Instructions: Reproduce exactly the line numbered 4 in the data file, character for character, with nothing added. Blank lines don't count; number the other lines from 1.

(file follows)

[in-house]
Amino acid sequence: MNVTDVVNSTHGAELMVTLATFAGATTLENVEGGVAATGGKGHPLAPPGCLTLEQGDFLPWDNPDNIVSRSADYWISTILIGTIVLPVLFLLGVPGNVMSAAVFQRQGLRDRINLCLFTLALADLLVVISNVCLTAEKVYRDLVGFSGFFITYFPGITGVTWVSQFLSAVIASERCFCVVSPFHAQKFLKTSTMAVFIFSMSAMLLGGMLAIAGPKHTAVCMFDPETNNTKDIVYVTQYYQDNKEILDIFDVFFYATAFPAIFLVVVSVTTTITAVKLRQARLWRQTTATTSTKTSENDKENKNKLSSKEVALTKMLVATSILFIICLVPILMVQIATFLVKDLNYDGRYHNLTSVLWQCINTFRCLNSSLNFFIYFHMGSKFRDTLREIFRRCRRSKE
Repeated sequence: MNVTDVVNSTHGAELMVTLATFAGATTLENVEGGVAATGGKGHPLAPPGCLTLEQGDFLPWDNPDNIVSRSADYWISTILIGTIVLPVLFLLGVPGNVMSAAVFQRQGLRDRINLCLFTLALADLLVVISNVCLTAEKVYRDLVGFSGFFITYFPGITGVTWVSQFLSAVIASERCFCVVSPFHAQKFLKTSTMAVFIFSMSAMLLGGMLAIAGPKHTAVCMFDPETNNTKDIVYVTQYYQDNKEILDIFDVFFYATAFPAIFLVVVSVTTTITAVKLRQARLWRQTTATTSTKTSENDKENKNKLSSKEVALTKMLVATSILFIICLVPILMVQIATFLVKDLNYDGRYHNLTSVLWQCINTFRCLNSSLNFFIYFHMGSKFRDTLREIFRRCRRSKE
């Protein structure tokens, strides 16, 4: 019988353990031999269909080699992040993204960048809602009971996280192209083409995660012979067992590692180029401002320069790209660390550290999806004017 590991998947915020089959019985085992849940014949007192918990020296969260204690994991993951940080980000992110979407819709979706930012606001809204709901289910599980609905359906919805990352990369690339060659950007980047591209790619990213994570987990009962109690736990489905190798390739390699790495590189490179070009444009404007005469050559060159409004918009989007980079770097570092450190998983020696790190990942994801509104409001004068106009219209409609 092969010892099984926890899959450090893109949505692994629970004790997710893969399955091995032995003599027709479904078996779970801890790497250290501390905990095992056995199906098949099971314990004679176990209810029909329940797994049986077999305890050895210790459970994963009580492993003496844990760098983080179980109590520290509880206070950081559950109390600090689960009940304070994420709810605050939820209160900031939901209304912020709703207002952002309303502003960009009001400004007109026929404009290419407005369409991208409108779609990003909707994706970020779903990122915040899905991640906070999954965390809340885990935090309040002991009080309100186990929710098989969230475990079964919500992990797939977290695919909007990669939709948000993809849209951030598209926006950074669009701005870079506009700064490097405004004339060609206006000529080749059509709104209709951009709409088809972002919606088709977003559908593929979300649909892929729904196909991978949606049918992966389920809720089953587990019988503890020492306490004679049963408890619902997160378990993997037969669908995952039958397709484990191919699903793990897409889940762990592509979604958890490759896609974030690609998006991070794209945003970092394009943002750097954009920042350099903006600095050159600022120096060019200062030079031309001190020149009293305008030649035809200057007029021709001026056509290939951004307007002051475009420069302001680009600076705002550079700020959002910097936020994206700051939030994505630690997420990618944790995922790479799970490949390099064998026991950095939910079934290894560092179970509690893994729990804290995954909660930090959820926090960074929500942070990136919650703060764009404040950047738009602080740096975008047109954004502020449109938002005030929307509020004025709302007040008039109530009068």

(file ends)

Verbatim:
């Protein structure tokens, strides 16, 4: 019988353990031999269909080699992040993204960048809602009971996280192209083409995660012979067992590692180029401002320069790209660390550290999806004017 590991998947915020089959019985085992849940014949007192918990020296969260204690994991993951940080980000992110979407819709979706930012606001809204709901289910599980609905359906919805990352990369690339060659950007980047591209790619990213994570987990009962109690736990489905190798390739390699790495590189490179070009444009404007005469050559060159409004918009989007980079770097570092450190998983020696790190990942994801509104409001004068106009219209409609 092969010892099984926890899959450090893109949505692994629970004790997710893969399955091995032995003599027709479904078996779970801890790497250290501390905990095992056995199906098949099971314990004679176990209810029909329940797994049986077999305890050895210790459970994963009580492993003496844990760098983080179980109590520290509880206070950081559950109390600090689960009940304070994420709810605050939820209160900031939901209304912020709703207002952002309303502003960009009001400004007109026929404009290419407005369409991208409108779609990003909707994706970020779903990122915040899905991640906070999954965390809340885990935090309040002991009080309100186990929710098989969230475990079964919500992990797939977290695919909007990669939709948000993809849209951030598209926006950074669009701005870079506009700064490097405004004339060609206006000529080749059509709104209709951009709409088809972002919606088709977003559908593929979300649909892929729904196909991978949606049918992966389920809720089953587990019988503890020492306490004679049963408890619902997160378990993997037969669908995952039958397709484990191919699903793990897409889940762990592509979604958890490759896609974030690609998006991070794209945003970092394009943002750097954009920042350099903006600095050159600022120096060019200062030079031309001190020149009293305008030649035809200057007029021709001026056509290939951004307007002051475009420069302001680009600076705002550079700020959002910097936020994206700051939030994505630690997420990618944790995922790479799970490949390099064998026991950095939910079934290894560092179970509690893994729990804290995954909660930090959820926090960074929500942070990136919650703060764009404040950047738009602080740096975008047109954004502020449109938002005030929307509020004025709302007040008039109530009068």